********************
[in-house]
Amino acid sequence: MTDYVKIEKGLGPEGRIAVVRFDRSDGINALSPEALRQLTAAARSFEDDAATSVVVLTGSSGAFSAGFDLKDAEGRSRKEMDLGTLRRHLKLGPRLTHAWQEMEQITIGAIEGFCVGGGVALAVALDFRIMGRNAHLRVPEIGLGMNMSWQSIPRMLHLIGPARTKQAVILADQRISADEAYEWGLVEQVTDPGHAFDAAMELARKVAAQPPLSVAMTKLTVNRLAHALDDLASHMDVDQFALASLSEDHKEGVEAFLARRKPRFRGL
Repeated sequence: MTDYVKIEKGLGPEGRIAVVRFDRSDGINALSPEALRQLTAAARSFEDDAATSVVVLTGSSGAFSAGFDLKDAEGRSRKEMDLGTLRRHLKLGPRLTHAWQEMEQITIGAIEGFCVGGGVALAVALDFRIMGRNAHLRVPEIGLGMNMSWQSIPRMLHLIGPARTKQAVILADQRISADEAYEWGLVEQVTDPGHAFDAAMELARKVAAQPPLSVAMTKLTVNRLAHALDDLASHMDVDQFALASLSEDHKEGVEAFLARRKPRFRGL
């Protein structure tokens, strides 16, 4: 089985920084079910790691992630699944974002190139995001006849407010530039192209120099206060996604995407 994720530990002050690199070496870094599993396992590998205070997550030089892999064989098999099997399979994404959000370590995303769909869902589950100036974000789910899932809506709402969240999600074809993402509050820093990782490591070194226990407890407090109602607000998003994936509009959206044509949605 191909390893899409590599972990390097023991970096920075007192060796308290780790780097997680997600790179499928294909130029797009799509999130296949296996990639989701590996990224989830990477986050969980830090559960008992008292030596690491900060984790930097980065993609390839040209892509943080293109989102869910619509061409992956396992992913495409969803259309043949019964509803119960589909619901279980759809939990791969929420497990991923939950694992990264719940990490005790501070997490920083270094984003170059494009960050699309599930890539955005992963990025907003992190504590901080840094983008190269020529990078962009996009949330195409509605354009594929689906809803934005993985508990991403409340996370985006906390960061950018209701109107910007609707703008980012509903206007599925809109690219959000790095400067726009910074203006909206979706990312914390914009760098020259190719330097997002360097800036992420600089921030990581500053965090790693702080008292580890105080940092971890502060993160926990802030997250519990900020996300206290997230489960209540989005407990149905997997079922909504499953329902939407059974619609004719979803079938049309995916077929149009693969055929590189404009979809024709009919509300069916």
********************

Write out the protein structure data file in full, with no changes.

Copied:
[in-house]
Amino acid sequence: MTDYVKIEKGLGPEGRIAVVRFDRSDGINALSPEALRQLTAAARSFEDDAATSVVVLTGSSGAFSAGFDLKDAEGRSRKEMDLGTLRRHLKLGPRLTHAWQEMEQITIGAIEGFCVGGGVALAVALDFRIMGRNAHLRVPEIGLGMNMSWQSIPRMLHLIGPARTKQAVILADQRISADEAYEWGLVEQVTDPGHAFDAAMELARKVAAQPPLSVAMTKLTVNRLAHALDDLASHMDVDQFALASLSEDHKEGVEAFLARRKPRFRGL
Repeated sequence: MTDYVKIEKGLGPEGRIAVVRFDRSDGINALSPEALRQLTAAARSFEDDAATSVVVLTGSSGAFSAGFDLKDAEGRSRKEMDLGTLRRHLKLGPRLTHAWQEMEQITIGAIEGFCVGGGVALAVALDFRIMGRNAHLRVPEIGLGMNMSWQSIPRMLHLIGPARTKQAVILADQRISADEAYEWGLVEQVTDPGHAFDAAMELARKVAAQPPLSVAMTKLTVNRLAHALDDLASHMDVDQFALASLSEDHKEGVEAFLARRKPRFRGL
């Protein structure tokens, strides 16, 4: 089985920084079910790691992630699944974002190139995001006849407010530039192209120099206060996604995407 994720530990002050690199070496870094599993396992590998205070997550030089892999064989098999099997399979994404959000370590995303769909869902589950100036974000789910899932809506709402969240999600074809993402509050820093990782490591070194226990407890407090109602607000998003994936509009959206044509949605 191909390893899409590599972990390097023991970096920075007192060796308290780790780097997680997600790179499928294909130029797009799509999130296949296996990639989701590996990224989830990477986050969980830090559960008992008292030596690491900060984790930097980065993609390839040209892509943080293109989102869910619509061409992956396992992913495409969803259309043949019964509803119960589909619901279980759809939990791969929420497990991923939950694992990264719940990490005790501070997490920083270094984003170059494009960050699309599930890539955005992963990025907003992190504590901080840094983008190269020529990078962009996009949330195409509605354009594929689906809803934005993985508990991403409340996370985006906390960061950018209701109107910007609707703008980012509903206007599925809109690219959000790095400067726009910074203006909206979706990312914390914009760098020259190719330097997002360097800036992420600089921030990581500053965090790693702080008292580890105080940092971890502060993160926990802030997250519990900020996300206290997230489960209540989005407990149905997997079922909504499953329902939407059974619609004719979803079938049309995916077929149009693969055929590189404009979809024709009919509300069916």